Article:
“We provide hospitality,” spat Mr Grundle, “and you throw it back in our face. You should try to be a bit more grateful!” Mr Grundle hit Tom one more time, then dragged him outside to the pig sty. “Feed the bloody pigs, then wait out here until dinner and you will eat it! Got that boy!?!”
Tom fed the pigs then waited. He stared at Mr Grundles broken down tractor and an idea arose in his head. Tom remembered that before his father had went to help with the war he had taught Tom how to fix a broken down car. Would a tractor be the same? Maybe if he fixed the tractor, Mr Grundle would like him. Tom would need tools. His dad had loads because he was a mechanic.
“Get in here boy!” shouted Mr Grundle from the back door.
Tom ate slowly then went to bed early to avoid Mr Grundle and another one of his beatings.
Over the next few days Tom tried as hard as he could to stay out of Mr Grunde’s way for as long as possible.
Every week Tom was shown a new tool from the shed and he took a mental note of what else was in there and whether he would need it for the tractor.
One night, when Mr Grundle was in the house talking to Mrs Grundle, Tom had a look under the bonnet of the tractor. There was hardly anything wrong with it, this would be an easy job. He would only need a few tools.
“Boy,” Mr Grundle called him inside surprisingly quietly, “get in here. Something’s happened.”
“What is it sir?” asked Tom anxiously.
“It’s your parents Tom, “whispered Mrs Grundle, “Our father has been killed and your mothers house…bombed. A direct hit. I’m so sorry Tom.”
Tom was speechless. He felt as though he had hit in the stomach by Mr Grundle all over again. He walked outside almost in a trance, and was violently sick in the pig pen. When he felt better, he lay on the ground looking up at the night sky. Tom didn’t cry, he couldn’t cry, not yet. He had just dried up and shrivelled away from the real world and he didn’t feel as though he would ever return.
Mrs Grundle opened the back door slowly and crept out to Tom, leaving her husband looking uncomfortably out of the window.
“Come on Tom,” she said softly, “let’s get you to bed.”
Tom didn’t know what he was doing, he just followed silently.
Tom didn’t leave hi room for the next two days. All of his meals were brought up to him by Mrs Grundle. Tom could finally cry, and did so , heavily.
The next day, Tom awoke and felt that it was now time to take a step out of his room, go downstairs and out the door to work. He worked tirelessly without breakfast. When he was directed by Mr Grundle to collect a large bag of seeds, he slipped under his shirt a pner, a screwdriver and a ranch. He sneaked them up to his room at lunch.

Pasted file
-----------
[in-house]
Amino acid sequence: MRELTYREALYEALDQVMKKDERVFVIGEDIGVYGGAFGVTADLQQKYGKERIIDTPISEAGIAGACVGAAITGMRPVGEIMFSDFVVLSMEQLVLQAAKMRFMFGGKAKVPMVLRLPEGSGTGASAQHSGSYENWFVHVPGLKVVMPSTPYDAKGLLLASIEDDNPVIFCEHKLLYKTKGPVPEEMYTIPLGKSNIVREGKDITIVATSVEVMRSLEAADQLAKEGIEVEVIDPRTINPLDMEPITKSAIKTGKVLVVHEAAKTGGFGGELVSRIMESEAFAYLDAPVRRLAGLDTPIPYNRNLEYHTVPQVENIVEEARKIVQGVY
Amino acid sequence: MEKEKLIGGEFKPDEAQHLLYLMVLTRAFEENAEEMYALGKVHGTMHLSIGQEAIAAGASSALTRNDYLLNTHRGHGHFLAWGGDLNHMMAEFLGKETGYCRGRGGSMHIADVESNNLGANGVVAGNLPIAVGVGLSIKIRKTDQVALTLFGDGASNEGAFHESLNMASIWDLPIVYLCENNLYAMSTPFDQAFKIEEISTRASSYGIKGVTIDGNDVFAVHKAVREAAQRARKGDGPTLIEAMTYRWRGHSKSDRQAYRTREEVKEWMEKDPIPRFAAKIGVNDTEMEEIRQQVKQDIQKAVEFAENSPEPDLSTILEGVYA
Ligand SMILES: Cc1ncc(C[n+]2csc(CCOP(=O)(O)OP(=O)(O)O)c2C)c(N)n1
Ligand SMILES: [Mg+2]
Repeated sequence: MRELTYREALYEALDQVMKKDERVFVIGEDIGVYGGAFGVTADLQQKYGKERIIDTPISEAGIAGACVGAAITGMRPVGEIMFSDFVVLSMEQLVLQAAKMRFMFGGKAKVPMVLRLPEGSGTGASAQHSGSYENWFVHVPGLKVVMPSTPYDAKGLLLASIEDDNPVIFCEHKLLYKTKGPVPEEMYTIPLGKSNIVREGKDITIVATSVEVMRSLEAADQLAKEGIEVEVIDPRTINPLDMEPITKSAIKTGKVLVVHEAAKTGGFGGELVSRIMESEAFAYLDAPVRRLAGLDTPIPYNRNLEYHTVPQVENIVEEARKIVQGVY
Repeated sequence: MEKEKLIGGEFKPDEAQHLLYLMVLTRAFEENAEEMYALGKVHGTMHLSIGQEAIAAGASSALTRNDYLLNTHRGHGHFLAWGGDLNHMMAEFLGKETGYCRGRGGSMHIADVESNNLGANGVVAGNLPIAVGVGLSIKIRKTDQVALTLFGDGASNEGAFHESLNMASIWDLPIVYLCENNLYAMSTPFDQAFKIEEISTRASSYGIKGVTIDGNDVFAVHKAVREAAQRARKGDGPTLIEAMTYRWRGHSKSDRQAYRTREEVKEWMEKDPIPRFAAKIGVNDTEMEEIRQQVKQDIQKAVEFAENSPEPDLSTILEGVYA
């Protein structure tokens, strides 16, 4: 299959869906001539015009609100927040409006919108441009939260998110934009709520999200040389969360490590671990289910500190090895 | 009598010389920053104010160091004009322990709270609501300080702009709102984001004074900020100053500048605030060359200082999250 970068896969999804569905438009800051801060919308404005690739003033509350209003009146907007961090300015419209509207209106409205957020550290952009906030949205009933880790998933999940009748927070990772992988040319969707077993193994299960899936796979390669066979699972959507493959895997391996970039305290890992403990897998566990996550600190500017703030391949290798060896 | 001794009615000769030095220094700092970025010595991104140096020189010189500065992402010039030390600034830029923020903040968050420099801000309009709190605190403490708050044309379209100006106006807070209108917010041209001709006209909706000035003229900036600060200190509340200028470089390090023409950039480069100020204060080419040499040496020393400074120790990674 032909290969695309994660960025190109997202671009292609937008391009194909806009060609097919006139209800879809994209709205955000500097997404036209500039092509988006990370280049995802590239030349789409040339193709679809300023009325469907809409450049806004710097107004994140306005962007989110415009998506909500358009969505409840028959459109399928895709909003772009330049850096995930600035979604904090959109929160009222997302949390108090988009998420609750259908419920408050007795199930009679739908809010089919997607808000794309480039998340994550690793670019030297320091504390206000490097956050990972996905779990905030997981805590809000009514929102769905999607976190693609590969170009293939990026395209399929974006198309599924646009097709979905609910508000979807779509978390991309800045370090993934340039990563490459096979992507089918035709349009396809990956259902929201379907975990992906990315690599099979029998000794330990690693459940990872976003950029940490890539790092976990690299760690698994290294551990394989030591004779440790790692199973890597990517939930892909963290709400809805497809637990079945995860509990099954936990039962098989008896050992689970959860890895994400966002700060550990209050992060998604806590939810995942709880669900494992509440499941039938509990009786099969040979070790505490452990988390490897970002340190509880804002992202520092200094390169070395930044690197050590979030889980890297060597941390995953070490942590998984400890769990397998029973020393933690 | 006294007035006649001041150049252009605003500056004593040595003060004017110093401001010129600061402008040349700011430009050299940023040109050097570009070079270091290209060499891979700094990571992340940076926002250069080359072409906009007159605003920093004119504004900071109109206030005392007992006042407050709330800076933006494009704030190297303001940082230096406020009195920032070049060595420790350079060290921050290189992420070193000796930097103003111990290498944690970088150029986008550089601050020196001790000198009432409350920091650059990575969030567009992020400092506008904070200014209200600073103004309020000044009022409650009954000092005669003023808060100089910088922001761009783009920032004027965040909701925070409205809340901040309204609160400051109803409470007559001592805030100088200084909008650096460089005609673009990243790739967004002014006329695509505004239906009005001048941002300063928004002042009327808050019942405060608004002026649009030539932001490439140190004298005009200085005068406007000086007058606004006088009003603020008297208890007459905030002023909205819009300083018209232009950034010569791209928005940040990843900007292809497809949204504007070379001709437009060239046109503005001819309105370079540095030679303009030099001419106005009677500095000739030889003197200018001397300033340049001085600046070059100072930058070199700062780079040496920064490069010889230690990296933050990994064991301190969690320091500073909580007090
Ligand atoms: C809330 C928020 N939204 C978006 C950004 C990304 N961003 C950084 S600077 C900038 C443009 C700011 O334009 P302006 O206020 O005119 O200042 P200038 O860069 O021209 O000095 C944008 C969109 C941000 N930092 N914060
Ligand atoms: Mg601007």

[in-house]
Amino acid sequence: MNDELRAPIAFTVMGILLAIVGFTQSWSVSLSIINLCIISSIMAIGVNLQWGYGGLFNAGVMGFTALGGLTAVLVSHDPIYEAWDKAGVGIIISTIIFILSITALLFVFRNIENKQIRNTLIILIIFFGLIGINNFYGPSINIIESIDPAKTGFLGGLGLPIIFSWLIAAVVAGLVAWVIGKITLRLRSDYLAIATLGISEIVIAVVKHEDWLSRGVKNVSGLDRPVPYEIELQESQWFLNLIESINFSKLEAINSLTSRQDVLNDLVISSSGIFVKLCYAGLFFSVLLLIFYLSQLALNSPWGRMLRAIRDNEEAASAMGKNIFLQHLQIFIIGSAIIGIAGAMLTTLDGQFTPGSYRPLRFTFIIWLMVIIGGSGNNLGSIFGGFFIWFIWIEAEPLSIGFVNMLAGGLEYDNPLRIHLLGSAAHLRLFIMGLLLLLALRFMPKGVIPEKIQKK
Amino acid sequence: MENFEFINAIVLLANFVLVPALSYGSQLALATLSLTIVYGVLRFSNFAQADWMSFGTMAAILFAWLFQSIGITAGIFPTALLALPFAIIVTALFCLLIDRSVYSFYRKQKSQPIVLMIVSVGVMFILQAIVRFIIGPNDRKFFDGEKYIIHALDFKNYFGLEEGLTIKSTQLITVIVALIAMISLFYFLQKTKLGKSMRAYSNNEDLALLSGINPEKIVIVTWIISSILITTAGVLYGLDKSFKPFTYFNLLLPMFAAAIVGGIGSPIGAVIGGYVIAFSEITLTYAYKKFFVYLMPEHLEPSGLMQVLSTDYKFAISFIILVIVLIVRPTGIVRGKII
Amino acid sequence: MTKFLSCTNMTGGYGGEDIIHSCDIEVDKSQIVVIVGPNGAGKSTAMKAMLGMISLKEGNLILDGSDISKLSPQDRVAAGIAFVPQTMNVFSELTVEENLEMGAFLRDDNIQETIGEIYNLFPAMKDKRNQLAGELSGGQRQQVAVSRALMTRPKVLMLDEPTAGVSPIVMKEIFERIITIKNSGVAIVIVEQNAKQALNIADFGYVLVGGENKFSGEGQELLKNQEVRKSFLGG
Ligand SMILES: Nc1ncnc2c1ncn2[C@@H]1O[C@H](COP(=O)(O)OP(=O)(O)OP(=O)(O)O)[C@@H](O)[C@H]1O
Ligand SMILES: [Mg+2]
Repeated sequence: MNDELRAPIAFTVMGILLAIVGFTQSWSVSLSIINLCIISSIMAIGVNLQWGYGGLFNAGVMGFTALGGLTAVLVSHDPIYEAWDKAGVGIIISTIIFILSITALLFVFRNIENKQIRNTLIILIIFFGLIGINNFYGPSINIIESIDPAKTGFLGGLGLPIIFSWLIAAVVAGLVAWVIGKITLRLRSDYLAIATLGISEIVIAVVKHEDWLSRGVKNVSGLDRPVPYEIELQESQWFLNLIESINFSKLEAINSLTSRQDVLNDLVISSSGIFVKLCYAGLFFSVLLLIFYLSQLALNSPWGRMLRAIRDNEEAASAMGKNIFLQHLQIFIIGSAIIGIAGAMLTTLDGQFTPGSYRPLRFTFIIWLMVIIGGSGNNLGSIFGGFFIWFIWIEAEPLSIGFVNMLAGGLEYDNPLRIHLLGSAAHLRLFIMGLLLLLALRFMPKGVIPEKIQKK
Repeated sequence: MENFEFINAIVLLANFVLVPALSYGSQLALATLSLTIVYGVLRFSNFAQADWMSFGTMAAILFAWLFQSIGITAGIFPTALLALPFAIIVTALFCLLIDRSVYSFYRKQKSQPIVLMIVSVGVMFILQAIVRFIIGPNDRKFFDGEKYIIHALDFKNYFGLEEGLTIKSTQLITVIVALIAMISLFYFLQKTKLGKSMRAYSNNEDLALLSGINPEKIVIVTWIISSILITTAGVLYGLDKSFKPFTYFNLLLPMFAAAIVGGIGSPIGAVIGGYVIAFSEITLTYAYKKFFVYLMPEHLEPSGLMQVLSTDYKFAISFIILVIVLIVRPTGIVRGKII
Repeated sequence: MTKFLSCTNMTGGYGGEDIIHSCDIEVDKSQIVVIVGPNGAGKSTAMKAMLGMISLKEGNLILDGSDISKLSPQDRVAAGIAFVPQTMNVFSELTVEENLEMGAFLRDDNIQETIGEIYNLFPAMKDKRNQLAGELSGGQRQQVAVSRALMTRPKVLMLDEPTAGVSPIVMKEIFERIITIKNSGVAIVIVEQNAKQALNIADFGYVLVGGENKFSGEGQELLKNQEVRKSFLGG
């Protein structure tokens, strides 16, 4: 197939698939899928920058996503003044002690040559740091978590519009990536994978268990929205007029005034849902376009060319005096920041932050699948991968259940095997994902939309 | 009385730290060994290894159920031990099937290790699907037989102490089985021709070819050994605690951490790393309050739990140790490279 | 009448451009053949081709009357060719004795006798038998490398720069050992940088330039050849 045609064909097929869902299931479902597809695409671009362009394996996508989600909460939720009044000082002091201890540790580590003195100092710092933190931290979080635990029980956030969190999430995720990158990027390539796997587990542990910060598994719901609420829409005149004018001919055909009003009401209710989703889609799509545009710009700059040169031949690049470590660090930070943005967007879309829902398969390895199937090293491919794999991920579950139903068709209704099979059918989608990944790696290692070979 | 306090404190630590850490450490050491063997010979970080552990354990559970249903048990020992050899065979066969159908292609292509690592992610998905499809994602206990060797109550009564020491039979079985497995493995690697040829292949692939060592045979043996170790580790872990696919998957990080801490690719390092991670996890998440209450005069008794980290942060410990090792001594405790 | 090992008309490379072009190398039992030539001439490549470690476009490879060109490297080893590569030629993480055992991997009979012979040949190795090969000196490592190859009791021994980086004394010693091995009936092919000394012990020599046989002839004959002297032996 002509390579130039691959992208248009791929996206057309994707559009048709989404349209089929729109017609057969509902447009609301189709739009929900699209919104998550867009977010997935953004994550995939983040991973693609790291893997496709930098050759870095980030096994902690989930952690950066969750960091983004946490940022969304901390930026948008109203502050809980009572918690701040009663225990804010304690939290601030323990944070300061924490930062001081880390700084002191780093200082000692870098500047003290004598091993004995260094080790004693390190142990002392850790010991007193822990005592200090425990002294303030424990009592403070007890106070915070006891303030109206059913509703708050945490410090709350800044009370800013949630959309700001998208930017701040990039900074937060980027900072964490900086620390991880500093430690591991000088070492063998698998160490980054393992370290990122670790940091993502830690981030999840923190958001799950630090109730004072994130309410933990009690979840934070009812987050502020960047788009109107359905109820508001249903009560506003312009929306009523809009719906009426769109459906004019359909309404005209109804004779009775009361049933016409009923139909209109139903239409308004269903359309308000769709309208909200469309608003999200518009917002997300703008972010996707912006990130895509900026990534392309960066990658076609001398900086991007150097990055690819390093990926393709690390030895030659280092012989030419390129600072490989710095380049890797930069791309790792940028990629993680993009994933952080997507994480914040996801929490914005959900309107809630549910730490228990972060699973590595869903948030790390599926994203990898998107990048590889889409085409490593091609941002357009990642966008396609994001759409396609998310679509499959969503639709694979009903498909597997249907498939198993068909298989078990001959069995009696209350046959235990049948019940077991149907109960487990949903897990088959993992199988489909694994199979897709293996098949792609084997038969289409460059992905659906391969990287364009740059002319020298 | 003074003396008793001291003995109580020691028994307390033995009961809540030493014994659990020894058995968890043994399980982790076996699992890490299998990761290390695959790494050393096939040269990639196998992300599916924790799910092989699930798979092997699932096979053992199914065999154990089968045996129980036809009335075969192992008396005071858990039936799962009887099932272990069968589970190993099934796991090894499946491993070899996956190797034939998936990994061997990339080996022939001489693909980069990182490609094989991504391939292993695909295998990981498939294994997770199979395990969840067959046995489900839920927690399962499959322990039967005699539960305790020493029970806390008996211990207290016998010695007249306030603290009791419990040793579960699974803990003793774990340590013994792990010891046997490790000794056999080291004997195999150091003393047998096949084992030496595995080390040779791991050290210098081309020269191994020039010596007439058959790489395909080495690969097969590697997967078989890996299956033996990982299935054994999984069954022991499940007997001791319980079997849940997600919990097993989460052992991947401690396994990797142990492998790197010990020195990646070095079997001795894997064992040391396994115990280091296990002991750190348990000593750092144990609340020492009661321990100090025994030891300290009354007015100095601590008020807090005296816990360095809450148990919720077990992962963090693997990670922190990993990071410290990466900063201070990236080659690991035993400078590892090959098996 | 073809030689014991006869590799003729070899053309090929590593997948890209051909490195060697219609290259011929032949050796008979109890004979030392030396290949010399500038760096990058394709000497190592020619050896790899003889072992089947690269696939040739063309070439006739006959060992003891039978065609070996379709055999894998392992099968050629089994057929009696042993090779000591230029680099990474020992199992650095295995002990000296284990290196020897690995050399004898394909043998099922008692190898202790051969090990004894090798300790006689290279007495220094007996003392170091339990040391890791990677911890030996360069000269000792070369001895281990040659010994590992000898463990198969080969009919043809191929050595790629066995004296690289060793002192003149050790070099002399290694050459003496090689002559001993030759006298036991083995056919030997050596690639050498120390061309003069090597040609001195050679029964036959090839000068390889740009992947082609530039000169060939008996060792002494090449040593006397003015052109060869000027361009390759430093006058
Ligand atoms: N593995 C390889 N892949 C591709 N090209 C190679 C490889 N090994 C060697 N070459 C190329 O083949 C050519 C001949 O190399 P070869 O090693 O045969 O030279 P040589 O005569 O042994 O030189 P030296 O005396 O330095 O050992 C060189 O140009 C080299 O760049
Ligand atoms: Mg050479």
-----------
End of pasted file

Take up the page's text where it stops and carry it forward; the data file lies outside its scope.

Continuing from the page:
“What are you doing up there boy?” shouted Mr Grundle impatiently, “come on, let’s get back to work.
“Coming,” Tom replied and ran downstairs. Tonight was the night, he would fix that tractor.
He did his work hurriedly until another dinner of eggs, that he was now getting used to, then went to bed. Tom somehow kept himself awake until e was sure that Mr and Mrs Grundle were in bed. He crept outside in the dark and fixed the tractor as quickly as he could.
He ran inside feeling very pleased with when he was greeted by a very red Mr Grundle.
“Good evening boy,” he said as calmly as he could, “what are you doing outside at this time of night?”
Tom stayed silent.
“Well boy?. Answer me!” Mr Grundle spat.
“I was fixing your tractor sir,” Tom turned white as he watched Mr Grundle’s face burst into a nasty laugh.
“Oh, is that right? Well, let’s have a look at your handy work then shall we? “Mr Grundle dragged Tom outside into the cold night. He was placed on top of a haystack next to the tractor. Tom watched Mr Grundle get in the drivers seat and turn the key. Mr Grundle’s face fell when he heard a loud roar and his tractor started. He was absolutely gobsmacked. He got down off the tractor and let his hand fall on Tom’s shoulder.
“You’re a genius lad,” Mr Grundle’s face broke into a smile, “oh lad. Thank you so, so much. Come on, let’s get inside and back to bed.”
The next day, Tom woke up, got change and bounced down the stairs with a large spring in his step.
“Tom,” Mrs Grundle said carefully, “now, because of your parents, er, well, we’ve been asked to take care of you, would that be okay with you? We would be happy to take you in.”
“Of course Joan,” Tom was actually pleased to be asked to stay.
“You realise that you will have to stay for a long time, don’t you?” asked Mr Grundle, “as I get older, I’ll need more help on the farm, is that clear, Tom?”
“That would be great,” Tom knew he would be fine, Mr Grundle had just called him by his real name.